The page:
In future posts, I will review some of the relatively inexpensive devices that are coming to the market that allow consumers to experiment with neuroshaping. Some are "wearable" and mobile.
Traditional neurofeedback devices typically cost upwards of $500. These devices typically rely on the tried-and-true methods of placing electrodes with Ten20 paste after abrading the skin. Some use saline solutions for a less messy connection. Their advantage is that you can get a good connection on any portion of the scalp and, if properly prepared, the readings from the electrodes will be accurate. However, attaching the electrodes and ensuring that you are getting a good connection is time consuming and, if you use the paste, you have to remove it afterwards and, depending on how finicky you are, this may require washing your hair. This is enough to deter all but the most dedicated of users. As well, the software often has a steep learning curve.
The newer "wearable" devices, in varying degrees, are attempts to bring this technology to the everyday consumer with easy to use equipment and accessible software applications. However, there are predictable downsides to the convenience they offer, again to varying degrees. I have used only one of these devices (the MindWave from NeuroSky) so far, so I will have to rely on the experiences of other users to do my reviews until I can obtain the others that are available.
First, the MindWave (http://neurosky.com/Products/MindWave.aspx). My initial reaction on obtaining the devices was that it must have been designed for children or adults with small heads. It was extremely uncomfortable for me. (I have a rather large head--7 3/4 hat size.). I called the tech department, and they told me that they had heard very few complaints about it. (I am skeptical.) The device has a single electrode which can be pivoted about and placed in different positions, but as a dry electrode it will not work on any place on the scalp where there is hair. Since where you place an electrode on the scalp makes a difference, the fact that it can be pivoted can be seen as an advantage (you can measure the EEG at different sites), but it might impact on the standardization of the readings for the purposes of the software. The software appeared to work rather well and was not particularly hard to understand. However, it seemed rather inflexible in that it translated the signal only into standard bands and it is rather simplistic in associating the signals with states such as relaxation, concentration, stress, and meditation. There is a huge issue of artifact (signals that do not really represent EEG but things like eye blinks and muscle artifact). The makers of MindWave have turned artifact to an advantage in that you can use eye blinks to control some of the applications. One of the big pluses of MindWave is that neurofeedback software like BioExplorer and BioEra can be used with the device allowing more sophisticated users to use protocols for single-channel neurofeedback.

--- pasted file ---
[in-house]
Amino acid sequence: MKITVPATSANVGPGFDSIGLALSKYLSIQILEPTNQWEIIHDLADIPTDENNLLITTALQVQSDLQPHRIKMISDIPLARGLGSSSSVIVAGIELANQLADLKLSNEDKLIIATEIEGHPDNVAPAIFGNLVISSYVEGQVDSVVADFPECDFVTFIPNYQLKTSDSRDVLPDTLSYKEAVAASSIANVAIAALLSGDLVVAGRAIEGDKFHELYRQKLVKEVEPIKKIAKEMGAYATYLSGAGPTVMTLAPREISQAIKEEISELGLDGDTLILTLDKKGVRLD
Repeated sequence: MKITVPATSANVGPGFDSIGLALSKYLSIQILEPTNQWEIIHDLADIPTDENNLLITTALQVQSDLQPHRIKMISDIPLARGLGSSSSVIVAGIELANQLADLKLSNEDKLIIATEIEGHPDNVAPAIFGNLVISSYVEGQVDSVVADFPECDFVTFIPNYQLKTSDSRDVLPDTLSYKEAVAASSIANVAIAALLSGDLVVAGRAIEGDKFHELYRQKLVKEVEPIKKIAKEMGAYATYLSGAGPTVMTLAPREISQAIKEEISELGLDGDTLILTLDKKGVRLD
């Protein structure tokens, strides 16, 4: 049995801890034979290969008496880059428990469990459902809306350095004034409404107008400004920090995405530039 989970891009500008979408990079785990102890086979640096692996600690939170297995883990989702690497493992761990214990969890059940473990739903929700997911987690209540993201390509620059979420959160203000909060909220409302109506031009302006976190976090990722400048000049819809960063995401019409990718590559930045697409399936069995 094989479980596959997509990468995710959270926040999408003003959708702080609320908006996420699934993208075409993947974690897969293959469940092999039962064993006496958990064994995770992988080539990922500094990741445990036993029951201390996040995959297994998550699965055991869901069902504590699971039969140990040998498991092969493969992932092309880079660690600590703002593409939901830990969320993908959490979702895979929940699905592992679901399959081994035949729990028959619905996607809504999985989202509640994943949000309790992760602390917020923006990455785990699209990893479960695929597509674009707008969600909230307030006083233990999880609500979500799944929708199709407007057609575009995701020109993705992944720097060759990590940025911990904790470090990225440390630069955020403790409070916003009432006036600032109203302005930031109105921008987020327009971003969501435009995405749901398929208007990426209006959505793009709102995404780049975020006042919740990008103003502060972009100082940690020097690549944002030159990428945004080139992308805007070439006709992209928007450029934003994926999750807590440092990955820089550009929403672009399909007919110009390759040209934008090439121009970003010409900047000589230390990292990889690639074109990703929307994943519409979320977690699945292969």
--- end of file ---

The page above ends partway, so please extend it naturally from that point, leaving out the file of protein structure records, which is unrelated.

Another reviewer (http://www.wired.com/gadgetlab/2012/05/mindwave-mobile-hands-on/) made the following observation: "Yes, the technology does work. It’s just not very fun." This is a big problem with this technology. After the novelty wears off, will anyone want to use it on a daily basis? If the user is out for fun alone, then the answer is probably no. This is where the buy-in to neuroshaping may have a role in encouraging people to stick with using the device. If users can see that this technology will benefit their ability to relax, to deal more effectively with stress, to improve attention and to meditate, they may stick with it. But this will require credible applications being developed that can be the subject of empirical studies.
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